Join the Workplace Evolutionaries’ session at IFMAWW15 on Seven Things You Could be Getting Wrong with Angie Earlywine.
Whether a workplace program is in its infancy, or mature and refined many times over there are lessons to be learned and toxic workplace practices to quarantine. It’s time to take stock of the corners we’ve cut and the assumptions we've made and regroup on best practices. As we focus on future-proofing the workplace by allowing for maximum flexibility and mobility enablement, could we be doing more harm than good in today's modern workplace? Is your organization ready for a workplace detox?
Check out the whole WE schedule here: http://goo.gl/Lx6rKp
"Hawks-Ladds isn’t the only one who walks out of work feeling like she just survived a mini Ice Age. Many workers around the nation are shivering in their swivel chairs because their offices are over-chilled during the summer months. And the deep chill can cause productivity and environmental problems."
Research shows employees lose 4% to 10% productivity when they are forced to work in temperatures below 70f or above 73f, though they tolerate being too warm vs too cold. Too hot/cold, too noisy, lack of privacy rank in the top three office complaints. This shouldn't be so hard to get right considering that a 4% decrease in productivity costs a company between $2k and $12k per employee per year!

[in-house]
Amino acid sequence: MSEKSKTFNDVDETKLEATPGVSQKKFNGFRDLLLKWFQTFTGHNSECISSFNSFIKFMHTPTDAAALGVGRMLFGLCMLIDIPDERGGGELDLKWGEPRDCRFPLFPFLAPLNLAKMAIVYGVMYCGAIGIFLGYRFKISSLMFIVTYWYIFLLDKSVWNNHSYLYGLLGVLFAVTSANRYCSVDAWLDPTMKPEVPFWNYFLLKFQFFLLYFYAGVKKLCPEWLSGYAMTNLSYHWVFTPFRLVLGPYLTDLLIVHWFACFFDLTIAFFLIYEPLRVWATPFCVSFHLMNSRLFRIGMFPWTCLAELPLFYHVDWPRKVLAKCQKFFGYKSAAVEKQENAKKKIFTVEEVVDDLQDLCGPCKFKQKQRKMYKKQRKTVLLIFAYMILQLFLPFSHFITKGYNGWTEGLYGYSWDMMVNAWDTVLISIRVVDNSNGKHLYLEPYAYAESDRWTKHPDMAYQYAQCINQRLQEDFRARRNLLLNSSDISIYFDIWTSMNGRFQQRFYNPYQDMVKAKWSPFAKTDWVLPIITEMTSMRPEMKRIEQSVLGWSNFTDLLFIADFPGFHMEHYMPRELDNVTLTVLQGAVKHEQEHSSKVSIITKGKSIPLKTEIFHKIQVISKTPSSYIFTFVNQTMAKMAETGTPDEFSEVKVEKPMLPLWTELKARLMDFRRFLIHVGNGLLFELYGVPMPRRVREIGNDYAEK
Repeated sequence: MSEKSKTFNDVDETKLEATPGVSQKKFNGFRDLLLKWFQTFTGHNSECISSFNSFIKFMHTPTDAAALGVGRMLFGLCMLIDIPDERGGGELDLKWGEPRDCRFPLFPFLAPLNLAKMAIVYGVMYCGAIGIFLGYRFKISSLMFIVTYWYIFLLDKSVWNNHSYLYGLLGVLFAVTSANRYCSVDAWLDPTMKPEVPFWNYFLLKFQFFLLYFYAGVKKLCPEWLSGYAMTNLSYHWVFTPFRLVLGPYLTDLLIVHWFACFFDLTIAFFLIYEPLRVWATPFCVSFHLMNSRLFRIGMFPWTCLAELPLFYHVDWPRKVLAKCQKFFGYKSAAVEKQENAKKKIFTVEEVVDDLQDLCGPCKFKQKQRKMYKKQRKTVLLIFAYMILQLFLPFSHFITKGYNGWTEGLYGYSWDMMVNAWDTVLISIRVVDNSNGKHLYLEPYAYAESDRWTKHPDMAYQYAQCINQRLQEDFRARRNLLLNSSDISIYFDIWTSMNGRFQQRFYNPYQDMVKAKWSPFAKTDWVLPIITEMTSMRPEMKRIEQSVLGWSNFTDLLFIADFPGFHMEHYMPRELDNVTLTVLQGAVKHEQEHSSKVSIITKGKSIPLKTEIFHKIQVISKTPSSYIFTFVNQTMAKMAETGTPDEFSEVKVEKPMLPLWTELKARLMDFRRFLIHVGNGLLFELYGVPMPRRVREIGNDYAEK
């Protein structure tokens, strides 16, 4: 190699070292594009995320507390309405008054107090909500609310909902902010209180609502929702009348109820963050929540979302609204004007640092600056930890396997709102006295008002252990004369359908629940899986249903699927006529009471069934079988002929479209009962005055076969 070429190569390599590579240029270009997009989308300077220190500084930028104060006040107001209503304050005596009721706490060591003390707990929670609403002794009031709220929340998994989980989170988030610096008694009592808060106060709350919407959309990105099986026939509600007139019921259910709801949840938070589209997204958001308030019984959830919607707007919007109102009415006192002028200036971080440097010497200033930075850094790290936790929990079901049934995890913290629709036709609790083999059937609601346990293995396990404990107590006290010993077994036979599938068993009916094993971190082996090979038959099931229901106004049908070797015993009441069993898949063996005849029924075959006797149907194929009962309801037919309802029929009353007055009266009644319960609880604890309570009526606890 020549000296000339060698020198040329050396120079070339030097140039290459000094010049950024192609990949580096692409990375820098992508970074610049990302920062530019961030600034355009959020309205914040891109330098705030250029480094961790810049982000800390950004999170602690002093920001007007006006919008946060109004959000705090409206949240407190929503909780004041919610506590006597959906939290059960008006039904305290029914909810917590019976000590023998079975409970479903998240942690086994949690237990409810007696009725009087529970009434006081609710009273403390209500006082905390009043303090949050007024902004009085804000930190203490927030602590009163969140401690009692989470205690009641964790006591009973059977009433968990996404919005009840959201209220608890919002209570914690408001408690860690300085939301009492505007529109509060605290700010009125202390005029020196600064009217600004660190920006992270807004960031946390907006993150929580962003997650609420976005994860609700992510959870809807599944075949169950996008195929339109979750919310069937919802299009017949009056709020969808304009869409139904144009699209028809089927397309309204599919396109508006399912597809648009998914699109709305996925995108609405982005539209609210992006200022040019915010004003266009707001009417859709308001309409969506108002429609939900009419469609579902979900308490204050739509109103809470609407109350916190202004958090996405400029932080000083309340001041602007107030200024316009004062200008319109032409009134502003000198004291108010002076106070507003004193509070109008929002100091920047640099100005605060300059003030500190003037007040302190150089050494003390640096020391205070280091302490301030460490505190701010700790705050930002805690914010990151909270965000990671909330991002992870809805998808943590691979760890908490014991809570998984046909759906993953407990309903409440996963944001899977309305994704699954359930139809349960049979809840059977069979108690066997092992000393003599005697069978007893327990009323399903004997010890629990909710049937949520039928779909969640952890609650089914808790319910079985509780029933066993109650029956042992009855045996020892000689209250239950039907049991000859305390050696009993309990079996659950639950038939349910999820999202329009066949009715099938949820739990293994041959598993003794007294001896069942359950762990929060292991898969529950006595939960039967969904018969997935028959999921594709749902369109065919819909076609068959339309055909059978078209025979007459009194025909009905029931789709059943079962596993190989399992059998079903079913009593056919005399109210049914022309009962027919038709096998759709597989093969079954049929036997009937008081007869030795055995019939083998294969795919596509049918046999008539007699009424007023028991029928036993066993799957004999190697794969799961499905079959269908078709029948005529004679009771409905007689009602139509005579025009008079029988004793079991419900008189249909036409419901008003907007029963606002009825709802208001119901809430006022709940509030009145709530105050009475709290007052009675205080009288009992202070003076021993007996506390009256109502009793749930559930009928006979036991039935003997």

The idea that sitting is the new smoking has gained a lot of traction recently, but new research confirms we shouldn't take it too literally
Of course the answer is balance. Too much of any one thing is generally bad for you. Well, except maybe chocolate.
"Here’s the rub: no one in HR or in the C-Suite is an average employee. No one."
Very good advice here. How many times do you base your decisions on what your employees or customers want based on what you would? It's all too easy to do as Kodak and JC Penney learned the hard way.
"I really believe that unfortunately, the interior design and architectural practices are quickly becoming a commodity. And it’s unfortunate because of their amazing value. ...But, design firms are still struggling for how they can be compensated, and everybody wants everything so fast that nobody’s letting people do the research."
I've seen Kay speak about corporate DNA as it relates to workplace design. She has a unique and fascinating take on why we all shouldn't try to be like Google. She outlines the 6 elements of DNA here.